Auditory System

Hearing loss is common in MPS I disease and correlates with the severity of somatic disease. Deficits may be conductive or neurosensory in nature, but generally are mixed. The most important contributing factors include scarring as a result of frequent middle ear infection (caused by storage within the oro-pharynx leading to eustachian tube dysfunction), dysostosis of the intrinsic auditory bones and damage to the eighth cranial (auditory) nerve.[1],[2]

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Did You Know?

The MPS I Registry program, sponsored and administered by Sanofi Genzyme, is a worldwide database that tracks health-related information for people with MPS I, allowing doctors and health care professionals to understand the disorder.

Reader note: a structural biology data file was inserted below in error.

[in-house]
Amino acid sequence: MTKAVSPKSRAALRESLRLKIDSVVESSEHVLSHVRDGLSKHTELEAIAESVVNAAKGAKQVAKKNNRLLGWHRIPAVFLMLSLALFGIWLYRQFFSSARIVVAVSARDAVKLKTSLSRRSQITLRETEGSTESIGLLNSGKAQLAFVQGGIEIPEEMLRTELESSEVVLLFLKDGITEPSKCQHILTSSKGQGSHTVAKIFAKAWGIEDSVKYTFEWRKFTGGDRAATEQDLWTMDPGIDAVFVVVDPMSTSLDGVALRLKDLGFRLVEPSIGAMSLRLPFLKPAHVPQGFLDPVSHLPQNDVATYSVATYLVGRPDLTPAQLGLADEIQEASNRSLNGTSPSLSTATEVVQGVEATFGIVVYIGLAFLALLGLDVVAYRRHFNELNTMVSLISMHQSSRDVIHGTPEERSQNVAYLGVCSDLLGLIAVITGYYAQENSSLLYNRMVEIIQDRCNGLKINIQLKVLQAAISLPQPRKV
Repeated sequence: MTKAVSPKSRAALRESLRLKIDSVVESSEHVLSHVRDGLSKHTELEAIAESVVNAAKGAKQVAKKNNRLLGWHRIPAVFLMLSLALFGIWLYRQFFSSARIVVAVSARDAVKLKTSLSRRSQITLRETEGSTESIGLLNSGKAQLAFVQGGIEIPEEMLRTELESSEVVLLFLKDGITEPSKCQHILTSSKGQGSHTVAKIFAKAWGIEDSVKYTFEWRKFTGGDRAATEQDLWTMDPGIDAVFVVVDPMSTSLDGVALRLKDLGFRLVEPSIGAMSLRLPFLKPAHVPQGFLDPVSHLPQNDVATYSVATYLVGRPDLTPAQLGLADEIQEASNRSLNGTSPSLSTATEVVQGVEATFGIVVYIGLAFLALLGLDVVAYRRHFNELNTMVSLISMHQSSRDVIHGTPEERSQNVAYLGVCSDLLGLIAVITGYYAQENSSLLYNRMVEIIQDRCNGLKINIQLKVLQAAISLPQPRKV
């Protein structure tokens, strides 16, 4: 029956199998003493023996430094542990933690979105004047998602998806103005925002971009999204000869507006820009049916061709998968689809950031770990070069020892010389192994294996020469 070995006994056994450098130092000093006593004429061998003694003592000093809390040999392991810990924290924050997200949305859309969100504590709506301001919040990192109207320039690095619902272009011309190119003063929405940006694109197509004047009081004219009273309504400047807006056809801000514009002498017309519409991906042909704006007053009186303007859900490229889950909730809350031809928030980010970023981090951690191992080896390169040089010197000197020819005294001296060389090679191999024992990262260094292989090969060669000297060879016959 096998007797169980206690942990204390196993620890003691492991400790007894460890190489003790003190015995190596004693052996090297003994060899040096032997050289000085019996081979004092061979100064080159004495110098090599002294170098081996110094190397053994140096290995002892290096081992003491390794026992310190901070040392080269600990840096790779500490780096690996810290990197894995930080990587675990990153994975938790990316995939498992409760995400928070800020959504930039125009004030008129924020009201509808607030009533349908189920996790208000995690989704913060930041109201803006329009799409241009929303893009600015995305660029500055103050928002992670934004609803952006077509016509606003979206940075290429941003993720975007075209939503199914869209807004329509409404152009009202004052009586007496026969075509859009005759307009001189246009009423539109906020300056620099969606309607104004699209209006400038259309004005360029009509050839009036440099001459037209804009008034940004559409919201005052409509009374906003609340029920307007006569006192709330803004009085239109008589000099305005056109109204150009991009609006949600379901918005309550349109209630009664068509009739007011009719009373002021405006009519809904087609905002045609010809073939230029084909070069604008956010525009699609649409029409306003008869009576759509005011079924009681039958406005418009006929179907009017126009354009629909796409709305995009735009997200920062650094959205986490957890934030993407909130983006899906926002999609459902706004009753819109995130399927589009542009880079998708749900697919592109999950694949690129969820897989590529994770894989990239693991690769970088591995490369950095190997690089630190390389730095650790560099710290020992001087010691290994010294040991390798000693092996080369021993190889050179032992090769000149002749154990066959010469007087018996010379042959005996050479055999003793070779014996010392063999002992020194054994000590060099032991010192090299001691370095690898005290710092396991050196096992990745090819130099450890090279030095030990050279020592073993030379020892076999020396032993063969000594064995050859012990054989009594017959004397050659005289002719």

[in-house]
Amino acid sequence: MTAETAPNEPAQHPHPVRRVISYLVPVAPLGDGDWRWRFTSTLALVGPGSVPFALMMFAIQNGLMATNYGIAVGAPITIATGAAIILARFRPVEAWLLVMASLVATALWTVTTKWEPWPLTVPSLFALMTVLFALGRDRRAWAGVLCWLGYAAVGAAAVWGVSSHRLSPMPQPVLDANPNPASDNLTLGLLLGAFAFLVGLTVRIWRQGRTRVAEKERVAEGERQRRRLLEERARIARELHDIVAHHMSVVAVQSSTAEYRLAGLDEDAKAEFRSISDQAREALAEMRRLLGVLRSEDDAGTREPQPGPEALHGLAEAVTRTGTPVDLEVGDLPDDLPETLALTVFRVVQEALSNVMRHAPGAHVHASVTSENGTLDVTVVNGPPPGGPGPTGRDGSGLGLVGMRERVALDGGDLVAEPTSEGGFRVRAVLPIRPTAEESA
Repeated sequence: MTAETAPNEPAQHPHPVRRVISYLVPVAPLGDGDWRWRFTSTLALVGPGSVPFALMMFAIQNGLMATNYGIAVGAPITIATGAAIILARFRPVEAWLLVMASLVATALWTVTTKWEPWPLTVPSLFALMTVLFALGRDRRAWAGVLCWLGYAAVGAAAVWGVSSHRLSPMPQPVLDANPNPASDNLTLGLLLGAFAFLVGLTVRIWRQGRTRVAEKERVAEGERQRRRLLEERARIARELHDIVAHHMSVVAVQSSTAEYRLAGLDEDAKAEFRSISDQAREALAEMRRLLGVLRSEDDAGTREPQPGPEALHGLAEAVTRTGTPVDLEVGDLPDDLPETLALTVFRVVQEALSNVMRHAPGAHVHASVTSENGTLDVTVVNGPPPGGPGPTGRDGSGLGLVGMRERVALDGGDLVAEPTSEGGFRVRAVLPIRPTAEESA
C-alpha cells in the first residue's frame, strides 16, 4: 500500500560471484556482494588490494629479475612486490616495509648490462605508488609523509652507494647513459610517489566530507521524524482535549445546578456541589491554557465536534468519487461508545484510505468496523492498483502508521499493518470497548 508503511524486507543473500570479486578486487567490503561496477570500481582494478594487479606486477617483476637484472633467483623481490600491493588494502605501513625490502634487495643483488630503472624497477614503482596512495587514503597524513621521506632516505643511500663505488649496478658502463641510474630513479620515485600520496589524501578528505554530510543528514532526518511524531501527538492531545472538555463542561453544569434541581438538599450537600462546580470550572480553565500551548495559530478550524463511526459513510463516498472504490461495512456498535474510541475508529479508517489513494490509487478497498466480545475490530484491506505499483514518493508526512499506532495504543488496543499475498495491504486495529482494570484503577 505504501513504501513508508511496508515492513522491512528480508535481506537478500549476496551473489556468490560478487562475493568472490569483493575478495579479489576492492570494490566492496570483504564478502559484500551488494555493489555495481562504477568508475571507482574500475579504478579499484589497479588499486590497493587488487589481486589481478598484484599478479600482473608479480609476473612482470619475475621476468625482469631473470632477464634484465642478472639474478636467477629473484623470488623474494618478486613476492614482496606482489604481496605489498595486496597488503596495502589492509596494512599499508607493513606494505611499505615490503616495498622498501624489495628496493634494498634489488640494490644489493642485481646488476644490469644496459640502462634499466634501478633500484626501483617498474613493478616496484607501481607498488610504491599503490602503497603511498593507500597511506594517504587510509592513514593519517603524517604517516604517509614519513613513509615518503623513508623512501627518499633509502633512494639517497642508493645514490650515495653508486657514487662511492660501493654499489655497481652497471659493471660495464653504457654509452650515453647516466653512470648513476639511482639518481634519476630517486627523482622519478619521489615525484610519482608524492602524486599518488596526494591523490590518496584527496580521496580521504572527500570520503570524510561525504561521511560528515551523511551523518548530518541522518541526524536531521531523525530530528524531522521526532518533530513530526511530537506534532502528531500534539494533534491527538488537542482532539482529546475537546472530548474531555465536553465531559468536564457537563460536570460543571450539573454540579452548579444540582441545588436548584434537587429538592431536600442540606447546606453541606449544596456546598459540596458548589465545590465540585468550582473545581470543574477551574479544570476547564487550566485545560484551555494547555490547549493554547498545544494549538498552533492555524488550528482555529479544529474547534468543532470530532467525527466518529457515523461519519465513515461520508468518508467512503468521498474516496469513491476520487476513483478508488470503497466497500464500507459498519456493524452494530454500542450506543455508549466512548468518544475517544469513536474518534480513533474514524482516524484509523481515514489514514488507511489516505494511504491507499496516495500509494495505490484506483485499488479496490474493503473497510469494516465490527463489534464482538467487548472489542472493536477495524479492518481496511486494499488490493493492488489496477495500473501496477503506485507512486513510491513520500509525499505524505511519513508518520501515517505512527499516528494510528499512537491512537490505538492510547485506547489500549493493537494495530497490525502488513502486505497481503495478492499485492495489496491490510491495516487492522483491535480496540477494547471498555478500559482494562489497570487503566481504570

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References

  1. Clarke, L.A. (1997) Clinical diagnosis of lysosomal storage diseases. In: Organelle Diseases. Clinical Features, Diagnosis, Pathogenesis and Management. Applegarth, D.A., Dimmick, J.E., and Hall, J.G. (eds.). Chapman and Hall Medical, London, p. 37.
  2. Neufeld EF, Muenzer J. The Mucopolysaccharidoses. In: Valle D, Beaudet AL, Vogelstein B, Kinzler KW, Antonarakis SE, Ballabio A, Gibson K, Mitchell G. eds. The Online Metabolic and Molecular Bases of Inherited Disease New York, NY: McGraw-Hill; 2014. https://ommbid.mhmedical.com/content.aspx?bookid=971&sectionid=62642135. Accessed February 2019.